Her writings in Burmese under the pen name Ma Chinthe are underpinned by their intellectual interests in decolonization, abolitionism, and gender in Myanmar and its diaspora. Her debut essay collection titled Beyond the Wall of Words and Other Essays (စာတံတိုင်းကိုကျော်လွန်၍နှင့် အခြားဆောင်းပါးများ) was published by Independent Pin Yai / Yerba Press in 2023. Chu is currently working on a collection of translated essays by BIPOC scholars and theorists from English to Burmese.

Fun Fact about Chu: in her mother('s) language Burmese, their first name Chu has three meanings: coin money, floral arabesque (like the ones in the photo above), or stylized lion with a flowing mane. She picks the last meaning because lion with a flowing mane symbolizes, to her, strength, independence, and fierceness, all three qualities they aspire to emulate!

Editor in Chief

Aruna Global South

Non-profit Organization

December 2023 - present

Co-director

Aruna Global South

Non-profit Organization

December 2020 - December 2023

Social Media Committee Lead
 Department of Anthropology

University of Colorado Boulder

August 2019 - August 2020

Graduate Teaching Assistant
Department of Linguistics

University of Colorado Boulder

August 2017 - May 2019


Program Director
Literacy Practicum Program

University of Colorado Boulder
August 2017 - May 2019

 

PhD in Cultural Anthropology
Department of Anthropology

University of Colorado Boulder

May 2024

MA in Cultural Anthropology
Department of Anthropology

University of Colorado Boulder

December 2020


BA in General Linguistics
Queens College,

City University of New York

May 2017

AA in Secondary Education
LaGuardia Community College,

City University of New York

August 2015

Fellowships

2023 - 2024

Honorary Associate Fellow

Center for Southeast Asian Studies

University of Wisconsin Madison

2019 - 2024

National Science Foundation Graduate Research Fellowship Program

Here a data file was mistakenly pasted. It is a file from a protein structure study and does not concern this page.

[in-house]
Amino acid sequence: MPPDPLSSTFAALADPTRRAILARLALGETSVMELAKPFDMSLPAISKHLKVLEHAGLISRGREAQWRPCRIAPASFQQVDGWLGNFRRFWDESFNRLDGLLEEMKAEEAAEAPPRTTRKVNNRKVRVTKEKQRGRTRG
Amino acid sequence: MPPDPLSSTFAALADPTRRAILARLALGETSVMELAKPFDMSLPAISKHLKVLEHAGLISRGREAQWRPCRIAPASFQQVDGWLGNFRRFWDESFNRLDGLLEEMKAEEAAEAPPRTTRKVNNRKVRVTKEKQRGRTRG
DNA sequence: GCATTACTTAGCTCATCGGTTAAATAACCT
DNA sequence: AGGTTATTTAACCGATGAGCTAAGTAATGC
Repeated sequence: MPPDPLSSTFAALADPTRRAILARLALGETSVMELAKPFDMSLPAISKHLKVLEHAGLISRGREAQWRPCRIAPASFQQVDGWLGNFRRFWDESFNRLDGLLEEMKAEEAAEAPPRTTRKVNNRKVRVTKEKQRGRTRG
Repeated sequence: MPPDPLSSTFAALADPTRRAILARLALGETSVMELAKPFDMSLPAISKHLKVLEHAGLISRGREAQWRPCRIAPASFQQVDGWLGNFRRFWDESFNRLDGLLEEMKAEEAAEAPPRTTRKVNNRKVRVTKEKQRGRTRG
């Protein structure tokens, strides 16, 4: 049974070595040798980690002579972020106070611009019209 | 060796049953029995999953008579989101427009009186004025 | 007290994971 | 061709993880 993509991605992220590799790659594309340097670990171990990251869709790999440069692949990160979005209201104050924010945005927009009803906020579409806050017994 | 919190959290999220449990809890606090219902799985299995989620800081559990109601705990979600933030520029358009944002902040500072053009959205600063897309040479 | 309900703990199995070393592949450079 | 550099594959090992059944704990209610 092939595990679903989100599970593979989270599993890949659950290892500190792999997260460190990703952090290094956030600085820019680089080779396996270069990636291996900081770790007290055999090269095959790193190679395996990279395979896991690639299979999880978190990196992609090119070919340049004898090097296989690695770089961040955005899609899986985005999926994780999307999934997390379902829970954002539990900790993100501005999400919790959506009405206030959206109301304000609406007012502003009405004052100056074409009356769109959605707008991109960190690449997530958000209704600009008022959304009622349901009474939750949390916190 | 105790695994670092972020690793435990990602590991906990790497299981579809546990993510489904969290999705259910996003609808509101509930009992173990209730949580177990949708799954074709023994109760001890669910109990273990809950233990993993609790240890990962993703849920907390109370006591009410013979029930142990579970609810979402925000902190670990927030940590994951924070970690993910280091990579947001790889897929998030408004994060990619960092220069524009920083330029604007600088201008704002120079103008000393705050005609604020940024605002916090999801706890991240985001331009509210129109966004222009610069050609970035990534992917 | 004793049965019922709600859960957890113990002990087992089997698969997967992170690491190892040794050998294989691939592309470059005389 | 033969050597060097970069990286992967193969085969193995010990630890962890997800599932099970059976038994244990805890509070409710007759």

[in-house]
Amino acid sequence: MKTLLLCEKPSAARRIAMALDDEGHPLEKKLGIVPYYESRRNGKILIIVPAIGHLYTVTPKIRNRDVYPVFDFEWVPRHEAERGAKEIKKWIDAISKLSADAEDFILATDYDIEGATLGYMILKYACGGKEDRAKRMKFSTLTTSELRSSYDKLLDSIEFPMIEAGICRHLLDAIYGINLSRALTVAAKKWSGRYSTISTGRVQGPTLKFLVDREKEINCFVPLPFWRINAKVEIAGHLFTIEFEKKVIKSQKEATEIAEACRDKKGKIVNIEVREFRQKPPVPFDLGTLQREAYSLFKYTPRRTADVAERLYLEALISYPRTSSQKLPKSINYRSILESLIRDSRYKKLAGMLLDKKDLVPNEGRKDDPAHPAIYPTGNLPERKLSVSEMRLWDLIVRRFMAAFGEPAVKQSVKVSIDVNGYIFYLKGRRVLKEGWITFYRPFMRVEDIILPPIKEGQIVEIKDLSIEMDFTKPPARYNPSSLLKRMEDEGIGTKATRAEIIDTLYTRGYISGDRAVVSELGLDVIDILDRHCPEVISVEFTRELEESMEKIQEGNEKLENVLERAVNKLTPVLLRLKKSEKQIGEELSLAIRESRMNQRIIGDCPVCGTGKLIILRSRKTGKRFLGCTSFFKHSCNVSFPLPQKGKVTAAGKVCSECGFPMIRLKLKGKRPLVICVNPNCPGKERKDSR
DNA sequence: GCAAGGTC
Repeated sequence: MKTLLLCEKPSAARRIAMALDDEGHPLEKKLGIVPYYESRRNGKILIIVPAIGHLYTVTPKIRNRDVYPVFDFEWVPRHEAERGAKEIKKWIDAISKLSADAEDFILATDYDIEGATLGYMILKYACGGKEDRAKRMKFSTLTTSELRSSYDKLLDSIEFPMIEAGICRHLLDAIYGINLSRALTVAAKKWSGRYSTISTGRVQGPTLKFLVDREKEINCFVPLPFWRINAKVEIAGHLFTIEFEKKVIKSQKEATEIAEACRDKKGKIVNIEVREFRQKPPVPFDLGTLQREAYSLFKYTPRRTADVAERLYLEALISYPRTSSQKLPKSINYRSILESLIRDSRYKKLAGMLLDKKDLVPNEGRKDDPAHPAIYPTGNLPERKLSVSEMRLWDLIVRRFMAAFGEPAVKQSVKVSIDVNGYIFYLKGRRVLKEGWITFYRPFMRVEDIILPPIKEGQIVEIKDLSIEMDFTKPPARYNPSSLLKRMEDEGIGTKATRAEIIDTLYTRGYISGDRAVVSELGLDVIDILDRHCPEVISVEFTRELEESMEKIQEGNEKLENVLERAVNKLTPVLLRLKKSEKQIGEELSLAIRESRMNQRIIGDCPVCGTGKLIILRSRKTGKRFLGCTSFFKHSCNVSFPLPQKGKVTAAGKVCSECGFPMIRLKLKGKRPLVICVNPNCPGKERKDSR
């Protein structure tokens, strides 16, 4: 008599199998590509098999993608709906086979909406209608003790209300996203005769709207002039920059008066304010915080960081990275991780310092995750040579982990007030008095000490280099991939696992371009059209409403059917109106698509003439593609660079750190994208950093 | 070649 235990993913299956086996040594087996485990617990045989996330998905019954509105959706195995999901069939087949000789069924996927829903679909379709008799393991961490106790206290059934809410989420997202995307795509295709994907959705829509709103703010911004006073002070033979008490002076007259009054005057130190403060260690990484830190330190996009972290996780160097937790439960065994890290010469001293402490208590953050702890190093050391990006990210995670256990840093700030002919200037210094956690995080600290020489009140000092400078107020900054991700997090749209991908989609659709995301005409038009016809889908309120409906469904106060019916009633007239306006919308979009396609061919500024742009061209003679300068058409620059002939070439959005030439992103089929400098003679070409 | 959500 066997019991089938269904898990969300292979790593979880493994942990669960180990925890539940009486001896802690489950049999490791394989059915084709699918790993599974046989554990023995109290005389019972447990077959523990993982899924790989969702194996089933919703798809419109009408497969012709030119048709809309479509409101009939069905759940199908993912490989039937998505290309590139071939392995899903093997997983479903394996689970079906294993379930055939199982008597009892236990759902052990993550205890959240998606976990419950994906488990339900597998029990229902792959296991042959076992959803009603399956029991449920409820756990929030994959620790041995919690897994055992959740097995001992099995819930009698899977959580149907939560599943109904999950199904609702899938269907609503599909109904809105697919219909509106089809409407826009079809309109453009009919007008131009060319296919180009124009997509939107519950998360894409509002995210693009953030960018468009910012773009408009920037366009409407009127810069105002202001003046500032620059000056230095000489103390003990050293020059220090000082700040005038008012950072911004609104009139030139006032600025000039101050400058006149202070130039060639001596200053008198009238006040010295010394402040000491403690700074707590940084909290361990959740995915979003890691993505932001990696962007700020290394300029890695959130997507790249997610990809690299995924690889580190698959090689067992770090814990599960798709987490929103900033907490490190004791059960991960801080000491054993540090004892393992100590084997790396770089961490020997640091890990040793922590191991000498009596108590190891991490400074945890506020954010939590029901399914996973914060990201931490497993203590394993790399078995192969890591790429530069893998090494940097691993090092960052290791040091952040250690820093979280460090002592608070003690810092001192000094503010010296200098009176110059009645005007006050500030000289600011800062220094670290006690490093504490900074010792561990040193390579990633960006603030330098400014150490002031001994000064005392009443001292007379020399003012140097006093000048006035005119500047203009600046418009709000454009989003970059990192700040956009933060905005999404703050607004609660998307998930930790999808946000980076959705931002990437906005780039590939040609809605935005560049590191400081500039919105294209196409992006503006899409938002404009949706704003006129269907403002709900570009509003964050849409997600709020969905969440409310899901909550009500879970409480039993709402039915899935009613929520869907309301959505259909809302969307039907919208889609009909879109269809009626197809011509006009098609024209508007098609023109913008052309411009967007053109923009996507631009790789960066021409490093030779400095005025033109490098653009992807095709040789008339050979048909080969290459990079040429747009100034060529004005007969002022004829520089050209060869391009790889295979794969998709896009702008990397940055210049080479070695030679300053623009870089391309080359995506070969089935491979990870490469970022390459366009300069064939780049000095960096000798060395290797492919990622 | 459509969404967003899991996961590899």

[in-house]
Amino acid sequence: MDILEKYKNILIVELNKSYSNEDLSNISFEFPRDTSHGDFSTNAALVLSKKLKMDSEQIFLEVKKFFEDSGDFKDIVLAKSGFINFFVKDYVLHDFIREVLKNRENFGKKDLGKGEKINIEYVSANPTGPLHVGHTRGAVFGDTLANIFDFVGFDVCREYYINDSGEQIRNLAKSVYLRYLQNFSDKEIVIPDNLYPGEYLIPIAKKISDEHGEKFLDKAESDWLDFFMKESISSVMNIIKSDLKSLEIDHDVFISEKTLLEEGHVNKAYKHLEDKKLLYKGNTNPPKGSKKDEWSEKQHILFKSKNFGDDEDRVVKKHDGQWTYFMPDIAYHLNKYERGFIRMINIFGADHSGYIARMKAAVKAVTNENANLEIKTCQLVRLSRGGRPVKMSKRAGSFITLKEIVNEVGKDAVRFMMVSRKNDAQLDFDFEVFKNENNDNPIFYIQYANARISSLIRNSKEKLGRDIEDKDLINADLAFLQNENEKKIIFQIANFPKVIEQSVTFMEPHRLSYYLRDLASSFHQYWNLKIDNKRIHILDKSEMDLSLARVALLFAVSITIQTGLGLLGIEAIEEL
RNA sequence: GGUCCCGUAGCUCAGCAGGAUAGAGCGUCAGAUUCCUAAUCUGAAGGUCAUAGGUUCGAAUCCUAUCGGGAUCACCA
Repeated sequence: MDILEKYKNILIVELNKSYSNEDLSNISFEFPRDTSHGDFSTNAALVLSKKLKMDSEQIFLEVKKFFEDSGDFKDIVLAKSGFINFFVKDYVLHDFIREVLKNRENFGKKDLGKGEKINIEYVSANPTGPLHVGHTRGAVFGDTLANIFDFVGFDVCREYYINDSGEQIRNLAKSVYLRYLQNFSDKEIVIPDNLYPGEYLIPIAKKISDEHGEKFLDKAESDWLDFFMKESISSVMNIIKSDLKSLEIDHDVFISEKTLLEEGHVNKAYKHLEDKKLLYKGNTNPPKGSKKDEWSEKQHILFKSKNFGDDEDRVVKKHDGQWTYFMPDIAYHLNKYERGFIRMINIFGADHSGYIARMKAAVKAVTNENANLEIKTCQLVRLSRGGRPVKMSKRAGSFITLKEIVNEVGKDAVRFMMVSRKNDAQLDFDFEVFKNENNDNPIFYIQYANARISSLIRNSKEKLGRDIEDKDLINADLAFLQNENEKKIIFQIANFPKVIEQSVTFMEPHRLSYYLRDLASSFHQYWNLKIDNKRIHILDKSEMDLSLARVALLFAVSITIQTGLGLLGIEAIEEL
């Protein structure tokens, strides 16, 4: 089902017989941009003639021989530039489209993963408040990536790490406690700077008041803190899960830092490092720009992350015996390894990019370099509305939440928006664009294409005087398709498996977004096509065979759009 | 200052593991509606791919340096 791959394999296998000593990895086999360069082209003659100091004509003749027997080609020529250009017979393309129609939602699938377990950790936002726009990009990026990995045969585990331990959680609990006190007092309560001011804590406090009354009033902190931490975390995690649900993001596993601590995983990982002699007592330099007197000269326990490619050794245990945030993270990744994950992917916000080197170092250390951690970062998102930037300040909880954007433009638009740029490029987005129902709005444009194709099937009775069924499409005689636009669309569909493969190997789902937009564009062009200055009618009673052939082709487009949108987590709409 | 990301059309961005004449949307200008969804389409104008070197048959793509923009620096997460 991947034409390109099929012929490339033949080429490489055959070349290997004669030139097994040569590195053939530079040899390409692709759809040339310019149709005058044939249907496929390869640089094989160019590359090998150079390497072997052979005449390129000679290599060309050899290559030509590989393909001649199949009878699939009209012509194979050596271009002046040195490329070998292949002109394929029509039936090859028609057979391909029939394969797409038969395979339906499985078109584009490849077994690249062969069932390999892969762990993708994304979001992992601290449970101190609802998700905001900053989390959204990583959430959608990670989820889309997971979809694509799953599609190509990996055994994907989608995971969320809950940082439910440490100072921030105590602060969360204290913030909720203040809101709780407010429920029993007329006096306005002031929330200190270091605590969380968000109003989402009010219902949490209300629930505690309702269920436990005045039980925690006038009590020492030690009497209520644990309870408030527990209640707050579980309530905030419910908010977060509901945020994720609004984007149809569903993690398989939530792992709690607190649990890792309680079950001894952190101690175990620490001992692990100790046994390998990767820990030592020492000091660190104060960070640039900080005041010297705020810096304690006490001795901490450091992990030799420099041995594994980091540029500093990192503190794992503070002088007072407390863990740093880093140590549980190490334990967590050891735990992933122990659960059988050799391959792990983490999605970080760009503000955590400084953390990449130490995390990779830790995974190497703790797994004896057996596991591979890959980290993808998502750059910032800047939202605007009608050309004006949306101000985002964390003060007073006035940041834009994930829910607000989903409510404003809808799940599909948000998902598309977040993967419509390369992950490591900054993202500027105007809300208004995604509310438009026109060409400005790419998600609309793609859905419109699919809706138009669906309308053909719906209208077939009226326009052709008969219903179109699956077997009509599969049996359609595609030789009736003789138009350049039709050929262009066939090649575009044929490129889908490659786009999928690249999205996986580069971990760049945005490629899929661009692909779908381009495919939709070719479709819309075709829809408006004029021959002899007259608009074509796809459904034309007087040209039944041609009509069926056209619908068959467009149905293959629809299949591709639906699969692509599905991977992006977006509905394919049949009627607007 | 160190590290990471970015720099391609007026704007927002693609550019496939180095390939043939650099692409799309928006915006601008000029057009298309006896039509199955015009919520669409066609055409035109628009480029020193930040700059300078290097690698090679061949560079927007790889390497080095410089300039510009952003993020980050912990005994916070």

2019 - 2020

Council of American Overseas Research Center Inya Institute

Pre-dissertation Research Grant

2019 - 2020

Southeast Asian Research Group

Pre-dissertation Research Grant

2017 - 2022

University of Colorado Boulder

Diversity, Equity, and Community Fellowship

2020 - 2021

University of Colorado Boulder

CU Engage Arts and Humanities Fellowship

Contact

1350 Pleasant St, 233 UCB

Boulder CO 80309

chu.paing@colorado.edu

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Chu May Paing & Than Toe Aung (2021) Talking back to white "Burma Experts."

Agitate Journal.

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Chu May Paing (2020) Ethnography: Rethinking from the Interstice. The New Ethnographer.

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Chu May Paing (2020) In Need of Daughters of Good Lineage: Placing Gender in Myanmar's Buddhist Nationalist Discourse. Journal of Southeast Asian Linguistics Society. Special Issue.

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Chu May Paing (2020) Viral Satire as Public Feeling in Myanmar. In "Pandemic Diaries: Affect and Crisis," Carla Jones (ed). American Ethnologist Website. May 20 2020.

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Chu May Paing (2018) To Know a Batha: Family Language Soicalization among Burmese Buddhist Immigrant Families in New York City. Journal of Southeast Asian American Education and Advancement 13 (1).